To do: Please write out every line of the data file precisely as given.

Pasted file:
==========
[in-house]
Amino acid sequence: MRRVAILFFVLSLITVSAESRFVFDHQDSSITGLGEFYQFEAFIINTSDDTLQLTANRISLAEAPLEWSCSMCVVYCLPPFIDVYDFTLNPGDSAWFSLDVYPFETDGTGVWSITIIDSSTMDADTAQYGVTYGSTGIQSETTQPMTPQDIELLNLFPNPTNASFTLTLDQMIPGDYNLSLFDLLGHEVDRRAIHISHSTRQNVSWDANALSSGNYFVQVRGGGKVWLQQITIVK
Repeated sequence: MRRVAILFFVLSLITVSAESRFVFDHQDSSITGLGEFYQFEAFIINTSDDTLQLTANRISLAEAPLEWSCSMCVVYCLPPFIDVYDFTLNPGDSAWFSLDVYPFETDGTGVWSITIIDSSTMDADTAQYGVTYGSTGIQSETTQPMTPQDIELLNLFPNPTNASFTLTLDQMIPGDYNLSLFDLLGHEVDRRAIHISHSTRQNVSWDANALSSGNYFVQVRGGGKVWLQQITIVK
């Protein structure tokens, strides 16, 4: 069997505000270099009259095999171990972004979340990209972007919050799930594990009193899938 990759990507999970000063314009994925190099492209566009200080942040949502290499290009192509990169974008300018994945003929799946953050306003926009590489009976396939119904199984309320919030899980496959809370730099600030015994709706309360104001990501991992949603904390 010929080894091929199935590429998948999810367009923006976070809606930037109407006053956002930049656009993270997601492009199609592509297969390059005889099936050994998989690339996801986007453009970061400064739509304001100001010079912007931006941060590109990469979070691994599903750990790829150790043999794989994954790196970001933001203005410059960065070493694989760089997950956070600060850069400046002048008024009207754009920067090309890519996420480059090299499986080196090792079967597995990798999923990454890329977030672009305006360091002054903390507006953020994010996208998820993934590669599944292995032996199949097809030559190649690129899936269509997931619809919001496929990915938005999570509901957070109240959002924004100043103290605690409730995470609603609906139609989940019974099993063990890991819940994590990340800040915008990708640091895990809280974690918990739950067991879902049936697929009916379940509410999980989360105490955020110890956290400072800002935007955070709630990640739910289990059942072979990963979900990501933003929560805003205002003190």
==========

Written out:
[in-house]
Amino acid sequence: MRRVAILFFVLSLITVSAESRFVFDHQDSSITGLGEFYQFEAFIINTSDDTLQLTANRISLAEAPLEWSCSMCVVYCLPPFIDVYDFTLNPGDSAWFSLDVYPFETDGTGVWSITIIDSSTMDADTAQYGVTYGSTGIQSETTQPMTPQDIELLNLFPNPTNASFTLTLDQMIPGDYNLSLFDLLGHEVDRRAIHISHSTRQNVSWDANALSSGNYFVQVRGGGKVWLQQITIVK
Repeated sequence: MRRVAILFFVLSLITVSAESRFVFDHQDSSITGLGEFYQFEAFIINTSDDTLQLTANRISLAEAPLEWSCSMCVVYCLPPFIDVYDFTLNPGDSAWFSLDVYPFETDGTGVWSITIIDSSTMDADTAQYGVTYGSTGIQSETTQPMTPQDIELLNLFPNPTNASFTLTLDQMIPGDYNLSLFDLLGHEVDRRAIHISHSTRQNVSWDANALSSGNYFVQVRGGGKVWLQQITIVK
């Protein structure tokens, strides 16, 4: 069997505000270099009259095999171990972004979340990209972007919050799930594990009193899938 990759990507999970000063314009994925190099492209566009200080942040949502290499290009192509990169974008300018994945003929799946953050306003926009590489009976396939119904199984309320919030899980496959809370730099600030015994709706309360104001990501991992949603904390 010929080894091929199935590429998948999810367009923006976070809606930037109407006053956002930049656009993270997601492009199609592509297969390059005889099936050994998989690339996801986007453009970061400064739509304001100001010079912007931006941060590109990469979070691994599903750990790829150790043999794989994954790196970001933001203005410059960065070493694989760089997950956070600060850069400046002048008024009207754009920067090309890519996420480059090299499986080196090792079967597995990798999923990454890329977030672009305006360091002054903390507006953020994010996208998820993934590669599944292995032996199949097809030559190649690129899936269509997931619809919001496929990915938005999570509901957070109240959002924004100043103290605690409730995470609603609906139609989940019974099993063990890991819940994590990340800040915008990708640091895990809280974690918990739950067991879902049936697929009916379940509410999980989360105490955020110890956290400072800002935007955070709630990640739910289990059942072979990963979900990501933003929560805003205002003190």